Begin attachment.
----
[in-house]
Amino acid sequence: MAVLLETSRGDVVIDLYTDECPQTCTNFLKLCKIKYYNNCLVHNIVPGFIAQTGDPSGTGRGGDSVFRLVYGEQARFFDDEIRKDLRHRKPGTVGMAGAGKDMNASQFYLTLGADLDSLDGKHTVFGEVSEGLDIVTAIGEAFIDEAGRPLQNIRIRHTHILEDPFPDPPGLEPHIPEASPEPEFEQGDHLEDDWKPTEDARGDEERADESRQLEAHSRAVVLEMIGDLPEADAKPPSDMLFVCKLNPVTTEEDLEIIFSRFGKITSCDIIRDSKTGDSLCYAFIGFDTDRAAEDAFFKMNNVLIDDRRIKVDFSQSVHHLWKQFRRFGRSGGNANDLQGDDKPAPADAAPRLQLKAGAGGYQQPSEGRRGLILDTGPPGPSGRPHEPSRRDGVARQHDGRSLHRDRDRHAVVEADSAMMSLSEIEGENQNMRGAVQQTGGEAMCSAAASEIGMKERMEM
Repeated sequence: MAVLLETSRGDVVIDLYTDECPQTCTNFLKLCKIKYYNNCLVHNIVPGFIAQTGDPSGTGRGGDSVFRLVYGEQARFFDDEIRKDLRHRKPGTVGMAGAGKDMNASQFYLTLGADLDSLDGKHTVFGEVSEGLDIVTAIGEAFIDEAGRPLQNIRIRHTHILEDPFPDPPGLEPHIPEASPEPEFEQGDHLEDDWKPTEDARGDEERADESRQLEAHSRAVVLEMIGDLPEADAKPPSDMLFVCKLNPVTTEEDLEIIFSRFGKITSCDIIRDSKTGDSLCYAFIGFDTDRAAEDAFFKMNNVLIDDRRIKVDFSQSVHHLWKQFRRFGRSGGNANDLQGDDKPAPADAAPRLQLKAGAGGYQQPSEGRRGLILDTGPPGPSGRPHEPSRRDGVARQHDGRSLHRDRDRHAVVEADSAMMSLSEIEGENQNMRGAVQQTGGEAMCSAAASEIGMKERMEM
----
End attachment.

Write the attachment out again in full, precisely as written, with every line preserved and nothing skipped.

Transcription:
[in-house]
Amino acid sequence: MAVLLETSRGDVVIDLYTDECPQTCTNFLKLCKIKYYNNCLVHNIVPGFIAQTGDPSGTGRGGDSVFRLVYGEQARFFDDEIRKDLRHRKPGTVGMAGAGKDMNASQFYLTLGADLDSLDGKHTVFGEVSEGLDIVTAIGEAFIDEAGRPLQNIRIRHTHILEDPFPDPPGLEPHIPEASPEPEFEQGDHLEDDWKPTEDARGDEERADESRQLEAHSRAVVLEMIGDLPEADAKPPSDMLFVCKLNPVTTEEDLEIIFSRFGKITSCDIIRDSKTGDSLCYAFIGFDTDRAAEDAFFKMNNVLIDDRRIKVDFSQSVHHLWKQFRRFGRSGGNANDLQGDDKPAPADAAPRLQLKAGAGGYQQPSEGRRGLILDTGPPGPSGRPHEPSRRDGVARQHDGRSLHRDRDRHAVVEADSAMMSLSEIEGENQNMRGAVQQTGGEAMCSAAASEIGMKERMEM
Repeated sequence: MAVLLETSRGDVVIDLYTDECPQTCTNFLKLCKIKYYNNCLVHNIVPGFIAQTGDPSGTGRGGDSVFRLVYGEQARFFDDEIRKDLRHRKPGTVGMAGAGKDMNASQFYLTLGADLDSLDGKHTVFGEVSEGLDIVTAIGEAFIDEAGRPLQNIRIRHTHILEDPFPDPPGLEPHIPEASPEPEFEQGDHLEDDWKPTEDARGDEERADESRQLEAHSRAVVLEMIGDLPEADAKPPSDMLFVCKLNPVTTEEDLEIIFSRFGKITSCDIIRDSKTGDSLCYAFIGFDTDRAAEDAFFKMNNVLIDDRRIKVDFSQSVHHLWKQFRRFGRSGGNANDLQGDDKPAPADAAPRLQLKAGAGGYQQPSEGRRGLILDTGPPGPSGRPHEPSRRDGVARQHDGRSLHRDRDRHAVVEADSAMMSLSEIEGENQNMRGAVQQTGGEAMCSAAASEIGMKERMEM